Not exactly. But often I draw what I think is the most touching, hilarious, insightful cartoon in the world saying something that needs to be said desperately for the good of all mankind. Then I look at it moments or days later, and I think, that is not funny nor interesting. In fact, it is merely incomprehensible gobbledygook.

Did you go to the Emmys when the show was nominated for Best Drama Series? When a bunch of people get nominated at one time for something like that, do you discuss ahead of time how many seconds each person gets at the mike?
Yes, I have been to the Emmys several times. You always know going in who the person is who is going to speak at the mike. I don’t know about that pre-discussion. All I know is that it has never been me.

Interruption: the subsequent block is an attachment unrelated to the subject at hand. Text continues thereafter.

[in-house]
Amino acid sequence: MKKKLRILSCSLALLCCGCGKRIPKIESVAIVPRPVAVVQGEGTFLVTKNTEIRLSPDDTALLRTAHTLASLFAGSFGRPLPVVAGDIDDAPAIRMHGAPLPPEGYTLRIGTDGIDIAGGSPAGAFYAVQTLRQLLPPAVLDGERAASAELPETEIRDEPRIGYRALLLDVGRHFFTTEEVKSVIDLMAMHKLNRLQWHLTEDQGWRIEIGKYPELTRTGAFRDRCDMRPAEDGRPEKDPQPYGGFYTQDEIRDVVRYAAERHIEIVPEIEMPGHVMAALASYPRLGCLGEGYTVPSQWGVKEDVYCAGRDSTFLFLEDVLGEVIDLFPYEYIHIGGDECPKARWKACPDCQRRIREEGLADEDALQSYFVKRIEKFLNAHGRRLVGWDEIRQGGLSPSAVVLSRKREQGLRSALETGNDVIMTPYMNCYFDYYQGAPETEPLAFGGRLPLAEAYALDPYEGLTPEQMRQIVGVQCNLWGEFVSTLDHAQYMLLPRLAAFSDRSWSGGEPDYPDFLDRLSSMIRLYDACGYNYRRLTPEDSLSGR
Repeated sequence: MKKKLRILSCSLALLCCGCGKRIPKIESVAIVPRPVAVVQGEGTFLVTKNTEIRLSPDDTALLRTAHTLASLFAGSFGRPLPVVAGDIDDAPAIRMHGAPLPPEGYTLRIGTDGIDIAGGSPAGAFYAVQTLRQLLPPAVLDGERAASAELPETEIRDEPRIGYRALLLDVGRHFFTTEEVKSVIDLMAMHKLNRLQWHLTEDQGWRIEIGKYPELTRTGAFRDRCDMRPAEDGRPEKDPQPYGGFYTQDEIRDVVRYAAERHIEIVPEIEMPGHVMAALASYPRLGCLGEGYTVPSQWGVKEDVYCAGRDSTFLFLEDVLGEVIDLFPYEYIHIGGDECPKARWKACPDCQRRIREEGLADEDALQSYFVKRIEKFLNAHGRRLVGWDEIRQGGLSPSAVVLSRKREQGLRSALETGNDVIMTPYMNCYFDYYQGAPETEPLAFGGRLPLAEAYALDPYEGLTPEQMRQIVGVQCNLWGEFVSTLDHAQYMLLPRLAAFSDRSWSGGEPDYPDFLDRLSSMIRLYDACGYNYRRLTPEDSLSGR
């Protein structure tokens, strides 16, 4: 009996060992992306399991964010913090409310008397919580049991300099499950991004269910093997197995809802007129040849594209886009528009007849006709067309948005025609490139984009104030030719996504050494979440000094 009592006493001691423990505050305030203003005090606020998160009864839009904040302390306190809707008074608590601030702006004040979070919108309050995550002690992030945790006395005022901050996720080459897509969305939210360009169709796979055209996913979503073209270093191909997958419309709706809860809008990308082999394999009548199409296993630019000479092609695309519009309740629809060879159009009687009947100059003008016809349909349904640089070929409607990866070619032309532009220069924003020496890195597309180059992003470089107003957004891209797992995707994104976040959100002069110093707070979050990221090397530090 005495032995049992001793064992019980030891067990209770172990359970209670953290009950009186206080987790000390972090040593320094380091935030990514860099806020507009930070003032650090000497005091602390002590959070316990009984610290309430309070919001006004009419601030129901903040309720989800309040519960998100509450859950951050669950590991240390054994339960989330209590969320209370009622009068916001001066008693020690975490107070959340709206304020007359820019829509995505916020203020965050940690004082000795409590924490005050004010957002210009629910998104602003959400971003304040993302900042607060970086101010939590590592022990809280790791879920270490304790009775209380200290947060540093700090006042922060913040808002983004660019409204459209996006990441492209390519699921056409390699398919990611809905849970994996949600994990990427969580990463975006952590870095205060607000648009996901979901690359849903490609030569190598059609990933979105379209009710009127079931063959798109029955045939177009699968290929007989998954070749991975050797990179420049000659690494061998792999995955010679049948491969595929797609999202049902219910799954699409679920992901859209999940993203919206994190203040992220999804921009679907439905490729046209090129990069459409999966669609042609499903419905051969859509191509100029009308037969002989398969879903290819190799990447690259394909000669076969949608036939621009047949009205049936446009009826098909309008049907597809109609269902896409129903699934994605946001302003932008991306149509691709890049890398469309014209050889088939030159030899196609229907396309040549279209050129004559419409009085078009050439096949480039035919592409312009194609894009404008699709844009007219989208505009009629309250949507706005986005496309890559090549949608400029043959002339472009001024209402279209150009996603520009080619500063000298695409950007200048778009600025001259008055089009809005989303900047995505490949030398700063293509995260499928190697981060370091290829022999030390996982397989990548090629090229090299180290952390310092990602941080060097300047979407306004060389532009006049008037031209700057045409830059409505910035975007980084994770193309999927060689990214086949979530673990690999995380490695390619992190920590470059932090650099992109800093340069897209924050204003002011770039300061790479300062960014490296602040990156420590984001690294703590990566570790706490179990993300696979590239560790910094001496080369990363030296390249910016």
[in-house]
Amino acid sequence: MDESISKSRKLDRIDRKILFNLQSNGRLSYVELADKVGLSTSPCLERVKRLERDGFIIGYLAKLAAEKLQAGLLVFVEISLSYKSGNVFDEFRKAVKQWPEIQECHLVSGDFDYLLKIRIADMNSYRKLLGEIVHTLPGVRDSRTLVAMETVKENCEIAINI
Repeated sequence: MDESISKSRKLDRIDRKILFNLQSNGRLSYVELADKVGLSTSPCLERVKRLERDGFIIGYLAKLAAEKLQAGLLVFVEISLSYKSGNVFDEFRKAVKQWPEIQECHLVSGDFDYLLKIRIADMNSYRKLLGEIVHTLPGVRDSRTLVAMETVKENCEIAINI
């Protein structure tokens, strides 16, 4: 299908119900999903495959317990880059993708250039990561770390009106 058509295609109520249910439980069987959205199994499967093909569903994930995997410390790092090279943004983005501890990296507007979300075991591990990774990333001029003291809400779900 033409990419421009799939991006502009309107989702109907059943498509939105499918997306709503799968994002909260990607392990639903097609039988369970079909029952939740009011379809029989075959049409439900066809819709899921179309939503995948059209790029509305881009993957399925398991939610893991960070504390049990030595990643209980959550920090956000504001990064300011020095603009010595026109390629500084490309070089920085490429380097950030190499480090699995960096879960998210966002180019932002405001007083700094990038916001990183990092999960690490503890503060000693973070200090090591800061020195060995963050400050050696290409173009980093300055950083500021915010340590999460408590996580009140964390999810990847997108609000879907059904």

How does it feel to be the 91st person interviewed for
It feels pretty darn incredible.

Thursday, June 4, 2009


I am actually working in an office again today. Let's just say the place I am working is responsible for putting on the biggest and best awards show which happens to be taking place this Sunday.


And it is all thanks to Miz Millah who is a fabulous friend. Not only is she a wonderful human being, but she also manages to keep somewhat unemployed homies (ahem, moi) on her radar and calls them with odd jobs.


I hit up the lawn chairs along Broadway again today for my lunch. I am so into those chairs and I really love how the streets are shut off. It makes midtown much more manageable. It makes me want to hit tourists a lot less frequently.

In other news, today is my sister's last day at her job where she has been slavin' away for the past I don't even know how many years. She is finally leaving the corporate world after graduating with her masters and will be starting anew come July.